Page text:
Checkered Flag For Biobutanol Racer
Racing doesn’t get much better than last weekend’s American Le Mans Series (ALMS) at the 2.25 mile Mid-Ohio Sports Car Course, located just outside the village of Lexington, OH. Chris Dyson won the Mid-Ohio Sports Car Challenge for Dyson Racing by a whisker (0.506 seconds), besting Patrón Highcroft Racing’s Simon Pagenaud.
The race took on additional significance for green car fans: it was the first win using biobutanol fuel.
Dyson Racing announced last year that it would fuel one of their production-derived 2.0-liter turbocharged MZR-R-powered Lola coupe racecars with a fuel combining both ethanol and biobutanol—a biofuel that BP is developing with its partner DuPont.
ALMS has taken the world leadership in green racing by encouraging the use of new fuels and innovative technology that fosters increased fuel efficiency and reduced emissions. Race teams have four fuel options to choose from: E-10, cellulosic E-85, sulfur-free diesel and biobutanol. Dyson is the sole team running biobutanol this season.
Furthering green competition is the Michelin Green X Challenge. This is a race within each ALMS race “that rewards the efforts of those teams which succeed in combining performance with energy efficiency.” The formula for points is speed, how much fuel is used and overall fuel efficiency. Ironically, Dyson placed third in the Michelin Green X Challenge at Ohio, the victory going to the second place overall finisher, Patrón Highcroft Racing using E-10.
In another constructive move to promote green racing, ALMS has permitted Porsche to enter its GT3 R Hybrid that uses the KERS hybrid system in the final race on October 12 at Road Atlanta. There are also discussions to allow the Porsche to race the entire series next year.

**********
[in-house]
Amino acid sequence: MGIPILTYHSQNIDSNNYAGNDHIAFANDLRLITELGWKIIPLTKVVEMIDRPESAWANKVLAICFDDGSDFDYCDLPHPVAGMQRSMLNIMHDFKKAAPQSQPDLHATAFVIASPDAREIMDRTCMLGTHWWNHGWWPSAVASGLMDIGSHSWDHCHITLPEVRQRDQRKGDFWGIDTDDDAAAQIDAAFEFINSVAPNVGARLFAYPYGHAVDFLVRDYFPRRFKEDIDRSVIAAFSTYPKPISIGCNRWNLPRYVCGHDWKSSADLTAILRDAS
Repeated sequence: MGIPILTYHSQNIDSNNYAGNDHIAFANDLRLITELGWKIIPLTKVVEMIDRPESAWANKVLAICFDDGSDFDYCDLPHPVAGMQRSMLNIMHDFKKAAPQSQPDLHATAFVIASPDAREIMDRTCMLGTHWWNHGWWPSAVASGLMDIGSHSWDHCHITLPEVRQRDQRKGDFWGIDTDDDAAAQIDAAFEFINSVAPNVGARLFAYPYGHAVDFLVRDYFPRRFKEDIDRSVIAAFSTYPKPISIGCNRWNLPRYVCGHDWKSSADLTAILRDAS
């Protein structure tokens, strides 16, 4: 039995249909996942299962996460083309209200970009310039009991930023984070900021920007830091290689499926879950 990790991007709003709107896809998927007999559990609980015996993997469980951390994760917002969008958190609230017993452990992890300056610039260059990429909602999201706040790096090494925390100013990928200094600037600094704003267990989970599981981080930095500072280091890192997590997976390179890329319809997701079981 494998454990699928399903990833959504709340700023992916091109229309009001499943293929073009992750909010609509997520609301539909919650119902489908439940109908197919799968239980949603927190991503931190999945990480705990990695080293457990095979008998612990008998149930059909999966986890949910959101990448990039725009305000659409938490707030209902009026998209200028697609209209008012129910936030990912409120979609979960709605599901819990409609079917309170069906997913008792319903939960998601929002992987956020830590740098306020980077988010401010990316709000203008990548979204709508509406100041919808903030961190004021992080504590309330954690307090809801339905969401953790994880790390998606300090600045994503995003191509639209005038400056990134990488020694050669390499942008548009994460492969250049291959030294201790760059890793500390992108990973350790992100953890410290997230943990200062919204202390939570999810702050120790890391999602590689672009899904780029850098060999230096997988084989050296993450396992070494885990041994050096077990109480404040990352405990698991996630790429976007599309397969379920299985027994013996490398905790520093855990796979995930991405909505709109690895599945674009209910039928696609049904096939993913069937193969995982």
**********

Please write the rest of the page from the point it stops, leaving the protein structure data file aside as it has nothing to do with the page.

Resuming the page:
If you have shunned motorsports because it represents rotten environmental stewardship, take some time and watch next Sunday’s race at Elkhart Lake, Wisc.. on Speed. Be forewarned, auto racing can become addictive.
By The Way, What’s Biobutanol?
Biobutanol, like ethanol, is produced by the fermentation of feedstocks such as sugar cane, sugar beets and corn seed, as well as agricultural by-products such as straw and corn stalks. The major difference between the two is primarily in the fermentation of the feedstock and minor changes in distillation. The benefits of biobutanol for a fuel are:
- Blends into gasoline at higher concentrations than ethanol without the need to modify vehicles.
- Offers excellent fuel economy that is close to that of gasoline.
- Can be used alongside ethanol to help improve the performance of ethanol/gasoline blends.
- Can be used in existing gasoline supply and distribution channels, eliminating the need for costly infrastructure investments.
Currently, a DuPont and BP joint effort is to develop, produce, and market next-generation biofuels. In Europe the Swiss company Butalco is developing genetically modified yeasts for the production of biobutanol from cellulosic materials.